Different groups, different motives: identity motives underlying changes in identification with novel groups

Easterbrook, Matt and Vignoles, Vivian L (2012) Different groups, different motives: identity motives underlying changes in identification with novel groups. Personality & Social Psychology Bulletin, 38 (8). pp. 1066-1080. ISSN 1552-7433

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Abstract

Social identification is known to have wide-reaching implications, but theorists disagree about the underlying motives. Integrating motivated identity construction theory with recent social identity research, the authors predicted which motives underlie identification with two types of groups: interpersonal networks and social categories. In a five-wave longitudinal study of social identity processes among 268 new university residents, multilevel analyses showed that motives involved in identity enactment processes--self-esteem, belonging, and efficacy--significantly predicted within-person changes in identification with flatmates (an interpersonal network group), whereas motives involved in identity definition processes--meaning, self-esteem, and distinctiveness--significantly predicted within-person changes in identification with halls of residence (an abstract social category). This article discusses implications for research into identity motives and social identity.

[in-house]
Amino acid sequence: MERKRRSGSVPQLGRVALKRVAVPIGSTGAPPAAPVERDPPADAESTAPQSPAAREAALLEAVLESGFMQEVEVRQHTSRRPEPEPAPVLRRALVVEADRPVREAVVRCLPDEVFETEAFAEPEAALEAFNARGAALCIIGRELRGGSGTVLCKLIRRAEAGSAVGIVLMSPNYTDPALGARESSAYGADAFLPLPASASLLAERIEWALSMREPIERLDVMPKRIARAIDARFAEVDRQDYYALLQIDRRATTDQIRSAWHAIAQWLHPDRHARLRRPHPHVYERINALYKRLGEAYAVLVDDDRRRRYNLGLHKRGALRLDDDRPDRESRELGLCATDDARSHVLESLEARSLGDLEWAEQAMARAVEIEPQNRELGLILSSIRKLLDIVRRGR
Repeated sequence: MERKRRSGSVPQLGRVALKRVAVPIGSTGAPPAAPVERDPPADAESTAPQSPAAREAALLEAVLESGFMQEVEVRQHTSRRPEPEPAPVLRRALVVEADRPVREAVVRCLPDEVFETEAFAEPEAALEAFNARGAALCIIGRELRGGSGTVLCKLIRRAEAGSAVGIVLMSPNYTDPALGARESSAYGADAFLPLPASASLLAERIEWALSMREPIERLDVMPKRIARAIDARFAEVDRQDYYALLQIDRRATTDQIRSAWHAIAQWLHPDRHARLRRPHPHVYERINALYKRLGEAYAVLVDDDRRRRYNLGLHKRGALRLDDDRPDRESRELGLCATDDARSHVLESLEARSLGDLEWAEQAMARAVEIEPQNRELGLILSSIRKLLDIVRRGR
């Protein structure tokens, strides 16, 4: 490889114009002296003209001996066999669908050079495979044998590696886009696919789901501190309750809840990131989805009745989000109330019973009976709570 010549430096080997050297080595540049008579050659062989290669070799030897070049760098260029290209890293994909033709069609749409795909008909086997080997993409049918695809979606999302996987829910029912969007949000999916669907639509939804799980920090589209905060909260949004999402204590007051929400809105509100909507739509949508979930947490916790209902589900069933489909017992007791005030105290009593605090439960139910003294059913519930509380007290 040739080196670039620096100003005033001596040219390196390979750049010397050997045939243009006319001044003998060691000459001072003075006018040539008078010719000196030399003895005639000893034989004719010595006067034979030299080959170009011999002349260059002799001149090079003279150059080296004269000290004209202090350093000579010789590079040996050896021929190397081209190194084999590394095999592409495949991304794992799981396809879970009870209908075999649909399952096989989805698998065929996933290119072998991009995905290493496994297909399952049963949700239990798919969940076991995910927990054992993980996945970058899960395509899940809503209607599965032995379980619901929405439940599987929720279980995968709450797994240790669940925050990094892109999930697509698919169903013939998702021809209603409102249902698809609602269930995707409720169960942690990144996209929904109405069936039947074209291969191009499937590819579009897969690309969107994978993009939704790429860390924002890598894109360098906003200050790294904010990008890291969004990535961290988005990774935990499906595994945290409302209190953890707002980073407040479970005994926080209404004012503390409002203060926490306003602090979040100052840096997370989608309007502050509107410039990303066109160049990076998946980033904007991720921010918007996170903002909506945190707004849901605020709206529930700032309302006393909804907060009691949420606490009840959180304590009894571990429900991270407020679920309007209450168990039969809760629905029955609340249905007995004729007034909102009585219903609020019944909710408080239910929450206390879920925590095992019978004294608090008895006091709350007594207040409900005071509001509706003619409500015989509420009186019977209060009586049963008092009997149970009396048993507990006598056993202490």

Item Type: Article
Schools and Departments: School of Psychology > Psychology
Subjects: H Social Sciences > HM Sociology > HM1001 Social psychology
Depositing User: Matthew Easterbrook
Date Deposited: 16 Nov 2012 12:20
Last Modified: 18 Jun 2013 12:00
URI: http://sro.sussex.ac.uk/id/eprint/42599

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